The promise of Chicago, where the Poro’s Bronzeville campus included a College of Beauty Culture, proved short-lived. A costly divorce cut into Malone’s wealth and poor management of the company took most of the rest.
“She entrusted people who weren’t pure of heart,” Allison said. “She wasn’t a good steward of her finances.”
The Poro Block was eventually demolished, erasing the most tangible tie to Malone. Today, her place in history has been all but eclipsed by that of a former protégé-turned-rival who is alleged to have stolen Malone’s formulas and passed them off as her own: Sarah Breedlove, better known as Madam C.J. Walker.
“Fifty years before Mary Kay, here comes these two women,” Allison said. “They touched other women’s lives, they were more evangelical than business strategists in a Tony Robbins kind of way: ‘I’m here to help you change your life, show you how to be better.'”
Rightly or not, Walker is the more famous of the two women in part because of greater charisma but also because her heirs have done a better job preserving Walker’s legacy, Allison said.
It’s Walker, not Malone, who’s receiving the Hollywood treatment, courtesy of an upcoming Netflix series, “Madam C.J. Walker.” Oscar-winner Octavia Spencer has been cast in the title role and LeBron James (yes, that LeBron James) is on board as executive producer.
Meanwhile, in her adopted home of Chicago, where Malone died in 1957, the one-time tycoon is all but forgotten. (St. Louis, perhaps unaware of the shade thrown by Malone, holds a parade in Malone’s honor every year in recognition of her philanthropic efforts, which continue to bear fruit.)
The disparity rankles Allison.
Whether they’re aware of the connection or not, “descendants” of Malone abound in Chicago: female entrepreneurs carving out a niche in the beauty industry by catering to the needs of African-American women.
Roseland resident Kim Lewis, founder of the Curl Mix brand of products, admitted that while she’s well acquainted with Walker’s story, she’d never heard of Malone.
Yet just like Malone, Lewis got her start experimenting with formulas in her own kitchen. And similar to Malone’s door-to-door sales, Lewis also has taken her gels, shampoos and conditioners directly to customers — via online mail order.
After tweaking her business model, Lewis, who lives in Roseland, reached $1 million in revenue in 2018, just three years after launching, and has set a goal of $10 million in 2019.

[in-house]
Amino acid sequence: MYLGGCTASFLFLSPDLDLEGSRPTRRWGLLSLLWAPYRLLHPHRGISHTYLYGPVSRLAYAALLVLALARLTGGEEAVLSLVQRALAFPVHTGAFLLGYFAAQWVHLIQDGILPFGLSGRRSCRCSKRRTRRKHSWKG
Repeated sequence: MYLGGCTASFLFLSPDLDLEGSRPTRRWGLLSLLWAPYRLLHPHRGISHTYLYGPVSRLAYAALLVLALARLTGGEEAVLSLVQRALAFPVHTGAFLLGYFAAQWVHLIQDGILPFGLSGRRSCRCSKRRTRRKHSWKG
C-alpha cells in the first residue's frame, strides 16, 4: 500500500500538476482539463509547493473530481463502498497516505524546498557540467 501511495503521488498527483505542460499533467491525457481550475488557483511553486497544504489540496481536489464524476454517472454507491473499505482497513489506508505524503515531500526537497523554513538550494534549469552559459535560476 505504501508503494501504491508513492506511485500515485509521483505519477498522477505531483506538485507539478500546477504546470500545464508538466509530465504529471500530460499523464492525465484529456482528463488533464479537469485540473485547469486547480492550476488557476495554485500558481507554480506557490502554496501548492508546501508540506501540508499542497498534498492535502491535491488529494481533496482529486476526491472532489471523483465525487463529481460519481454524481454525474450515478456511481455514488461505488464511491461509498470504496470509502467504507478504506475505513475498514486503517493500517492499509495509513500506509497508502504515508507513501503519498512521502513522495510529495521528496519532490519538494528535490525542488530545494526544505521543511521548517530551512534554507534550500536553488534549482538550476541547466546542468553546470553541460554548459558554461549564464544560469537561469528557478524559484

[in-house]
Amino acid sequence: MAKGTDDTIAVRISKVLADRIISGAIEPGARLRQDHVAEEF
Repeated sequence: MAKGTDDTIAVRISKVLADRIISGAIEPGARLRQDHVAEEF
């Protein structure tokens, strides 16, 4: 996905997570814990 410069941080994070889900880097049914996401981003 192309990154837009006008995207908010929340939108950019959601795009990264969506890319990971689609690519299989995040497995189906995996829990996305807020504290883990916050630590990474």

The more growth Curl Mix experiences, the closer it brings Lewis to the point where she, like Malone before her, can uplift other African-American women.
“For people of color, we have to have money to put back into our community,” said Lewis, citing statistics that show women of color receive less than .2 percent of venture capital.
People hire people who look like them and fund people who look like them, Lewis said. To change who’s getting the money, you have to change who’s giving the money.
“It’s about us not having big businesses to finance us. Let’s say I sold my company for $10 million. That’s money to invest in more black millionaires,” Lewis said. “I would love to be an investor.”
It’s hard not to see a direct link between Lewis’ aspirations and the way in which Malone used Poro to provide upward mobility to African-American women, who were almost exclusively confined to low-paying menial jobs as domestics. A Poro sales agent earned 10 times the wage of a domestic.
The difference is that in the past 100 years, dreams have gotten bigger. Lewis wants to move beyond the beauty culture and literally vault black women into the stratosphere.
“I would love to fund genetic research, artificial intelligence or something in virtual reality,” she said. “I want to fund a company that goes to space.”
Read Parts 1 and 2 of Patty Wetli’s “Green Book” series:
Also, Check Out Patty Wetli and Kelly Bauer’s map of Chicago’s Green Book sites, compiled from the old books.